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Friday, April 12, 2013

to conversation


On one on one of the many, many holidays we have had recently I was walking to the shop and I saw this group of three. There were 2 girls and a boy. They weren’t significant in anything, not their dressing, not their gait but something demanded that I look at them more carefully. What it was was that they all had earphones in their ears, and not in one ear the way people do when they have no idea how rude they are being but both the way they do when there is no one around but them and their music. It was obvious that they were together, the way they walked, the tight formation they kept, but it was also obvious that they weren’t. Not in any conversational way at least, they had stoppered the world and each other from intrusion into their own personal space.

The last group of three people Inoticed I can remember pretty well, I remember that it was outside the chips shop near the university of Nairobi where there’s a flyover coming together now. I was walking behind them and some or all of them must have been audibly Impaired. You see as they walked they were signing to each other. It was beautiful in that way that only silence can be, the conversation seemed to have all the contours of a normal conversation, excitement and maybe even interruption though I’m not sure this is strictly possible, it looked like they were walking through another world as if they were in a bubble where action became speech.

I wonder about technology and what it can do that can brings us together as a species. The truth is probably a lot. I am much more connected to the people in the US and UK, and the Ukraine and Russia and all these other random places that I get blog hits from than I could ever have been if there had been no internet. What it does to our interpersonal connections may be a different story though. Without internet, without television, without interruptions I would probably have been much closer to my family and friends than I am now. The thing about technology is that it increases the quantity of our connections, like a good book it plugged us more into the idea of being human as a species, as a whole than anything else before it. Every human being should know Bob Marley for example because that’s one of our cultural landmarks but we only know him because of radio waves and all the things that made the world smaller. Every human being should know the moods and emotions of the people around them, they should know their neighbours and when they walk with people they should be able to talk to them but because of technology a lot of times these things are not necessary.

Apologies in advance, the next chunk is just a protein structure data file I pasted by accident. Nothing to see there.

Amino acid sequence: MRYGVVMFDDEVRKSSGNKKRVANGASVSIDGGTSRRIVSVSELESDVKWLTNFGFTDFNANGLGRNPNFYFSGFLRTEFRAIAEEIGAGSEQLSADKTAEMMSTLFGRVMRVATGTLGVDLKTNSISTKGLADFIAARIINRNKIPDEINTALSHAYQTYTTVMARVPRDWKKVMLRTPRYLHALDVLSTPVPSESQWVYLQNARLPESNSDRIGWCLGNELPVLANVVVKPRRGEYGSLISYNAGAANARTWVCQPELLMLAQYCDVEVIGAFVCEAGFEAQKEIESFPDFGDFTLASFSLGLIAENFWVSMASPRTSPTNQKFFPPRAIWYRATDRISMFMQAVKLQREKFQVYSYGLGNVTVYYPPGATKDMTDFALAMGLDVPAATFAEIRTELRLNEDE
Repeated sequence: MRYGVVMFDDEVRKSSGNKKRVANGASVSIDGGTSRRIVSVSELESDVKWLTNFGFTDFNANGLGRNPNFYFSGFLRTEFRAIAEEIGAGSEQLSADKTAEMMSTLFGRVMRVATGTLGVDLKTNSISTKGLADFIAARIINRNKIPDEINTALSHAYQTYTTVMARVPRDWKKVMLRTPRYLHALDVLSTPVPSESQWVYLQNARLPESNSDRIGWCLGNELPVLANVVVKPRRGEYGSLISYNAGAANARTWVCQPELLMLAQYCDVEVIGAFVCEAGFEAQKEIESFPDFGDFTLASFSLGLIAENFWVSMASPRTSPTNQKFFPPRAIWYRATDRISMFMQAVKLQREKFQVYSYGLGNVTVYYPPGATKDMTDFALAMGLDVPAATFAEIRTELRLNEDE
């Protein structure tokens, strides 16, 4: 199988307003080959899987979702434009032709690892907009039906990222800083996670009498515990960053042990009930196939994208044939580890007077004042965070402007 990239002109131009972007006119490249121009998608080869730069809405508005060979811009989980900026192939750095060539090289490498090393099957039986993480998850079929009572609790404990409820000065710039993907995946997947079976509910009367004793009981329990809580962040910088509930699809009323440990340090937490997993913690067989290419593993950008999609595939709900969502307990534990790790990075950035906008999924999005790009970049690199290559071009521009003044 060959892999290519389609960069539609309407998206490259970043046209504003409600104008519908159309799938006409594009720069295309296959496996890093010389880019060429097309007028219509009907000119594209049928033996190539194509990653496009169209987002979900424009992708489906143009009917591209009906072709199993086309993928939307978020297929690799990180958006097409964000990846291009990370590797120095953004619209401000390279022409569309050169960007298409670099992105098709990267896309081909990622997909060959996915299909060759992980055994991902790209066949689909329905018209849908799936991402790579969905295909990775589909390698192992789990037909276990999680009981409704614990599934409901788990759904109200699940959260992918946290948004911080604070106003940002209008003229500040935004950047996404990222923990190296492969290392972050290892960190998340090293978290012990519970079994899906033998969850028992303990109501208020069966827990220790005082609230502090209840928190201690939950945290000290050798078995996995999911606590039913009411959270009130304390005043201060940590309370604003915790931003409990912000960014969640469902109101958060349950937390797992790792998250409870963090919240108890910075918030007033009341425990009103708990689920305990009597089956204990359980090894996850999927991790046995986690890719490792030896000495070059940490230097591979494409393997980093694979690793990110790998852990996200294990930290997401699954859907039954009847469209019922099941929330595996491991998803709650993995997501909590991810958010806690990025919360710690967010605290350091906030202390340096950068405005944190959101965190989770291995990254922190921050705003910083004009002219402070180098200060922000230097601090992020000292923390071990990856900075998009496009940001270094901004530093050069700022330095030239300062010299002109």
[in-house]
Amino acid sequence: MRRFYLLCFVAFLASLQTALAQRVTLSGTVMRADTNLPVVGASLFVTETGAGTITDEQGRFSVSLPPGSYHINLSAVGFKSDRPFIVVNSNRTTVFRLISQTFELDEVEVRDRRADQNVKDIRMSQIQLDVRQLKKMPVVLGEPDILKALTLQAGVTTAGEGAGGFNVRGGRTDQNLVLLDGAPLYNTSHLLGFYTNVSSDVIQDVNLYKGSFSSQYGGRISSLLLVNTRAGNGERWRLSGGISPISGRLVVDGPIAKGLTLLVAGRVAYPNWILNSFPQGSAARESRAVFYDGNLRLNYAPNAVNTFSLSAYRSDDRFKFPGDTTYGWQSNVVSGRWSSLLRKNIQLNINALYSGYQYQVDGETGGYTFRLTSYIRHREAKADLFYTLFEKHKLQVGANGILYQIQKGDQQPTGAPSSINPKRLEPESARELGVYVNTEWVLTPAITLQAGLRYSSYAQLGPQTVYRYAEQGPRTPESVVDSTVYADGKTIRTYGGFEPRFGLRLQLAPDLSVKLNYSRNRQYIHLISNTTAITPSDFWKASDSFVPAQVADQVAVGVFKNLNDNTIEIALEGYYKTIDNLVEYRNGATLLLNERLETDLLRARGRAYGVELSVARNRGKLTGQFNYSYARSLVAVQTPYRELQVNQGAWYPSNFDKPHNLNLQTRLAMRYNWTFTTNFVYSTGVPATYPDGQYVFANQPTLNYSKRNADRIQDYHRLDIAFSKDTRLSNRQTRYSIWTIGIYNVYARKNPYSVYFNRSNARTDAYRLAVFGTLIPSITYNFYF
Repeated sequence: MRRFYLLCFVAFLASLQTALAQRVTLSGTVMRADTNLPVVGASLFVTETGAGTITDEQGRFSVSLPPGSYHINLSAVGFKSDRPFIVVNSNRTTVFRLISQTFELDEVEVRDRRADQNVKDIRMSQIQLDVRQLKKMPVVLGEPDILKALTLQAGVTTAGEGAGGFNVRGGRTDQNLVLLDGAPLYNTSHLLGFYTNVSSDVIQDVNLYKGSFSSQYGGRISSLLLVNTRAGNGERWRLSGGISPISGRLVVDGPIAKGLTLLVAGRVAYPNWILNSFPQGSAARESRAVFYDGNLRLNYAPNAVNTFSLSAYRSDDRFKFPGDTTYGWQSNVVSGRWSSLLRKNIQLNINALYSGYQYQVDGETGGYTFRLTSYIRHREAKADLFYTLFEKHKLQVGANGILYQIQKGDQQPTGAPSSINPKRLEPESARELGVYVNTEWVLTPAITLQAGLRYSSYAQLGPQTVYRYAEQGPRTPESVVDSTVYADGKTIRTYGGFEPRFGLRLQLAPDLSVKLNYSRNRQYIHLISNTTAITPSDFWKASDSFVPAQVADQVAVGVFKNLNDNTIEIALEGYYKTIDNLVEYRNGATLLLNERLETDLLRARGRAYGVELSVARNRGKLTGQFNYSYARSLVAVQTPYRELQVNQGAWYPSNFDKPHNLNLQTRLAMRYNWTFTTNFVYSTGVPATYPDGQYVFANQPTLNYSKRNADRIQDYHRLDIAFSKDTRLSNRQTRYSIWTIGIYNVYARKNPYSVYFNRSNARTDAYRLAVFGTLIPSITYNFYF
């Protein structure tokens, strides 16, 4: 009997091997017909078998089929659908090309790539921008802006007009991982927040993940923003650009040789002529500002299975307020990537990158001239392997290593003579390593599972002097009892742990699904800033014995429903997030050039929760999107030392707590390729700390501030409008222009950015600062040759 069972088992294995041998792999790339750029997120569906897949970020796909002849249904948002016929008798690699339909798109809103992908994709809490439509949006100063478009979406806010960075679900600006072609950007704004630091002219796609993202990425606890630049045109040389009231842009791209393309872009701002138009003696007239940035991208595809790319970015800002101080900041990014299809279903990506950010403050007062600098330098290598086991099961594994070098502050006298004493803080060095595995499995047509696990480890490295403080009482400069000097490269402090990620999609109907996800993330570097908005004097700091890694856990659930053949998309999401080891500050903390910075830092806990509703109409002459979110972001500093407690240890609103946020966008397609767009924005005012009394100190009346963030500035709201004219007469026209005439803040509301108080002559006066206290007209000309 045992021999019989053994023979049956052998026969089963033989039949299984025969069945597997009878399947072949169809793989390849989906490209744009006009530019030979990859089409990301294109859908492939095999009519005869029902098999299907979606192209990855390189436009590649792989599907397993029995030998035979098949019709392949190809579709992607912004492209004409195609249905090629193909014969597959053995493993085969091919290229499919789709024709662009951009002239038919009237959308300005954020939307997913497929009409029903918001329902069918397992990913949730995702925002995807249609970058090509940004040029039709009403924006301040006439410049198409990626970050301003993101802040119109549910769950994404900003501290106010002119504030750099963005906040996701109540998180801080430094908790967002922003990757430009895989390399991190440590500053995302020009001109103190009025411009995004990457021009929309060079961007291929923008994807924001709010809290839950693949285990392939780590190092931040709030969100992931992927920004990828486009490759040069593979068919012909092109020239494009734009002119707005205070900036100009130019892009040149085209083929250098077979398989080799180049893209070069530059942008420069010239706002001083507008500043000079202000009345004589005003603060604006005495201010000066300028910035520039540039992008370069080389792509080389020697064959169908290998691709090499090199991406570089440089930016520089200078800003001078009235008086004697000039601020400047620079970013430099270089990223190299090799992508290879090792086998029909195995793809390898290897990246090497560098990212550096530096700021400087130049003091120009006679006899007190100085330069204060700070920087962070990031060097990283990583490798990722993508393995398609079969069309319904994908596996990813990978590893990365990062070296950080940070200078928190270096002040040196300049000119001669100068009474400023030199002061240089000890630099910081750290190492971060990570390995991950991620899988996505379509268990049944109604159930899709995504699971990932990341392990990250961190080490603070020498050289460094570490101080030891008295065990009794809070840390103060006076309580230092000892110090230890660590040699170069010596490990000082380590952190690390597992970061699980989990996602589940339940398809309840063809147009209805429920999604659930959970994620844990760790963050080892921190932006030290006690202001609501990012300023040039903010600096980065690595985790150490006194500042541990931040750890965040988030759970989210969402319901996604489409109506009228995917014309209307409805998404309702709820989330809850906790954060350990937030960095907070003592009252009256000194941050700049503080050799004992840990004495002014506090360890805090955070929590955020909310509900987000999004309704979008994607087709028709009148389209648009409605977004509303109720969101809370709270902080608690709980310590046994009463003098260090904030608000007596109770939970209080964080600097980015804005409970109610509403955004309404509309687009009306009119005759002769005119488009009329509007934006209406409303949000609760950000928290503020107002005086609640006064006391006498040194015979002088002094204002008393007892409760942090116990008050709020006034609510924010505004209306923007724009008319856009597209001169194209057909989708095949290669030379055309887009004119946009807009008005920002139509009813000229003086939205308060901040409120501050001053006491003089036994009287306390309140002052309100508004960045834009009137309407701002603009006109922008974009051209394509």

I don’t think technology is to blame, not wholly because sometimes we just don’t know the person we spend so much of our time with. They can’t talk to us for this or that reason and they are scared that we don’t understand what they are going through. And this is one place where technology has managed to improve in some way the quality of human interaction. It reminds us that we are not alone, somewhere someone else has gone through an experience that we have and now we can hear about it and read about it and not feel so alone.

I was sad, very sad some time back and I was reading a book called East of Eden. It was one of those books that felt God-sent it had had all these passages on grief and how to deal with it. It wasn’t a self-help book but a novel, a novel in which a lot of sad things happened and the characters needed to comfort each other. One of them said about grief, “given enough time you won’t remember how you felt, you’ll just remember that you felt it.” Isn’t that better than the generic “it will be ok” that I now believe grief stricken people hate to hear. It doesn’t matter that it’s true; it feels false, it feels like a sentiment that this person did not work very hard for; it feels too generic to fit the specific kind of pain that any sort of grief brings. This sentiment though was all that was waiting for me outside the pages of this book (though primitive this is still a kind of technology.) either that or forced small talk because you can’t share your sadness with just anyone. When I was lost in that book I didn’t feel sad, my life receded and what happened to the characters mattered.